Written by Mara Johnson-Groh
NASA’s Goddard Space Flight Center

NASA - National Aeronautics and Space AdministrationGreenbelt, MD – Scientists have long known that solar-energized particles trapped around the planet are sometimes scattered into Earth’s upper atmosphere where they can contribute to beautiful auroral displays.

Yet for decades, no one has known exactly what is responsible for hurling these energetic electrons on their way. Recently, two spacecraft found themselves at just the right places at the right time to witness first hand both the impulsive electron loss and its cause.

The Van Allen Belts, shown in green in this illustration, are concentric doughnut-shaped belts filled with charged particles, trapped by Earth’s magnetic field. (Tony Phillips/NASA)

The Van Allen Belts, shown in green in this illustration, are concentric doughnut-shaped belts filled with charged particles, trapped by Earth’s magnetic field. (Tony Phillips/NASA)

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NASA’s 2020 Mars Rover Mission tests Parachute Opening at Supersonic Speed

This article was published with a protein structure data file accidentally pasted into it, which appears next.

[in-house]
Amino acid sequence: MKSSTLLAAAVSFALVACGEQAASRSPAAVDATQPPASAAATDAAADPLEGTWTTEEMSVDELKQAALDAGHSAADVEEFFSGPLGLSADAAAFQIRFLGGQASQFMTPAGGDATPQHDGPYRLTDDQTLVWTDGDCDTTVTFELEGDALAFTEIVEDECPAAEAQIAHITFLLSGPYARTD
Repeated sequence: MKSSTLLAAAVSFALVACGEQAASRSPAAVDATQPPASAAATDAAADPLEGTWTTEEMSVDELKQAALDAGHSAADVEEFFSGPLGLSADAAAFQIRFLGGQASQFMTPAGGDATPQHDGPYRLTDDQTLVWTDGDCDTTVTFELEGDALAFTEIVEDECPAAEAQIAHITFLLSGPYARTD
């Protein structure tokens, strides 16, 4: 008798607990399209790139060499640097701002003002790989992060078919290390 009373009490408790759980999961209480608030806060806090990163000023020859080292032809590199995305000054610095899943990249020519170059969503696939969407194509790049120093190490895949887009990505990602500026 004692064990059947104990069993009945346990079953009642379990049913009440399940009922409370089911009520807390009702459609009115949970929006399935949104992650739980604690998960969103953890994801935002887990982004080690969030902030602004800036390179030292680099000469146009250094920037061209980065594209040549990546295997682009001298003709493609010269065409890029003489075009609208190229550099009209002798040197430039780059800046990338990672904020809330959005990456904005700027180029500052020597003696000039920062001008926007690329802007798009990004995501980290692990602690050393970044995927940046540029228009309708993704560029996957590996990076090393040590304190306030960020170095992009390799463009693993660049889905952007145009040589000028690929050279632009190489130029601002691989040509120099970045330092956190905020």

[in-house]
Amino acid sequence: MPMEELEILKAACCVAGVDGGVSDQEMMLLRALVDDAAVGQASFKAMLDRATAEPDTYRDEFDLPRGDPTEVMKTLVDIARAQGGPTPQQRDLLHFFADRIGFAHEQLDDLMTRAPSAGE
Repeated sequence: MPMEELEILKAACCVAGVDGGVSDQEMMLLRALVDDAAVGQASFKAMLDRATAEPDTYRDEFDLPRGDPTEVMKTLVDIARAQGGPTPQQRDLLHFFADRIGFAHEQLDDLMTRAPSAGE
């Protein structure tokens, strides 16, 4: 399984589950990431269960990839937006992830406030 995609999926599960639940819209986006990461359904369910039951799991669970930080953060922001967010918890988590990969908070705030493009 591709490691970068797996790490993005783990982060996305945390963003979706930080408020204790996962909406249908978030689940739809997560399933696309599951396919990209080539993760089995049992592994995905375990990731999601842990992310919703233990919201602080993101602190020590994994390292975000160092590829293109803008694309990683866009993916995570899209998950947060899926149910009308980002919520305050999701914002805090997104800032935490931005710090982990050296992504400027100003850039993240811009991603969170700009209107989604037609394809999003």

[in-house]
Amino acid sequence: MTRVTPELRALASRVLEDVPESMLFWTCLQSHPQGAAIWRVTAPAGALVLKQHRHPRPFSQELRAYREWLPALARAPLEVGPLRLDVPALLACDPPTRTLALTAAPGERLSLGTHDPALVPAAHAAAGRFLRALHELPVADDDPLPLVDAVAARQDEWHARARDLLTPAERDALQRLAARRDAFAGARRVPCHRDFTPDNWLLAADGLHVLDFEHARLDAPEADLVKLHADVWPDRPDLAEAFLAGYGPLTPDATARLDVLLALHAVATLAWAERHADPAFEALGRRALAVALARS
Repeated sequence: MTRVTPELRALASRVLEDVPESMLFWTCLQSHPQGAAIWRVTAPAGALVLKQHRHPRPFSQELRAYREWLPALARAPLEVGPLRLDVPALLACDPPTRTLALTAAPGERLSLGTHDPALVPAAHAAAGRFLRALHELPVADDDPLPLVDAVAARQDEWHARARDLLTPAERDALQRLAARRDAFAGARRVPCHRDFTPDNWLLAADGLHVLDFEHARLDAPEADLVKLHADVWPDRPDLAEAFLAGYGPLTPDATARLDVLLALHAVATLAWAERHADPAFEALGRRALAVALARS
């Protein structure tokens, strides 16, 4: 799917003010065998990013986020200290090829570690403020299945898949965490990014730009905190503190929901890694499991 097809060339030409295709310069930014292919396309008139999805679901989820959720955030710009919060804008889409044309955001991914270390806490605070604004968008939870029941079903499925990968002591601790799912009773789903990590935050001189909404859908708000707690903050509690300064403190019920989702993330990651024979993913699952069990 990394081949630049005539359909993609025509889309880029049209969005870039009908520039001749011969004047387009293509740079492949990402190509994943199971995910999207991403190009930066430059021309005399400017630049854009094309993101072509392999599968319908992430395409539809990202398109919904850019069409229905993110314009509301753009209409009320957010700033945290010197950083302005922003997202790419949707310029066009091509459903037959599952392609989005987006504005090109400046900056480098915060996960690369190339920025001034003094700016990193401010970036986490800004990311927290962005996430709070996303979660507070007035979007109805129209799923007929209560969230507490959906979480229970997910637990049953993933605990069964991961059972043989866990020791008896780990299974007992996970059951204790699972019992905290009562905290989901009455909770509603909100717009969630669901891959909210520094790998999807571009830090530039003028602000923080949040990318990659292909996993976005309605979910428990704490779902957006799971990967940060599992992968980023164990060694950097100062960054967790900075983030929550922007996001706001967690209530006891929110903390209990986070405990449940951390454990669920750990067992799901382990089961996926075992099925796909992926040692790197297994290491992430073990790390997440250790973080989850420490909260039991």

Written by Dwayne Brown / Laurie Cantillo
NASA Headquarters

NASA - National Aeronautics and Space AdministrationWashington, D.C. – Landing on Mars is difficult and not always successful. Well-designed advance testing helps. An ambitious NASA Mars rover mission set to launch in 2020 will rely on a special parachute to slow the spacecraft down as it enters the Martian atmosphere at over 12,000 mph (5.4 kilometers per second).

Preparations for this mission have provided, for the first time, dramatic video of the parachute opening at supersonic speed.

The Mars 2020 mission will seek signs of ancient Martian life by investigating evidence in place and by caching drilled samples of Martian rocks for potential future return to Earth.

A 58-foot-tall Black Brant IX sounding rocket launches from NASA's Wallops Flight Facility on Oct. 4. This was the first test of the Mars 2020 mission's parachute-testing series, the Advanced Supersonic Parachute Inflation Research Experiment, or ASPIRE. (NASA/Wallops)

A 58-foot-tall Black Brant IX sounding rocket launches from NASA’s Wallops Flight Facility on Oct. 4. This was the first test of the Mars 2020 mission’s parachute-testing series, the Advanced Supersonic Parachute Inflation Research Experiment, or ASPIRE. (NASA/Wallops)

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NASA uses Pulsars to detect Gravitational Waves

 

Written by Elizabeth Landau
NASA’s Jet Propulsion Laboratory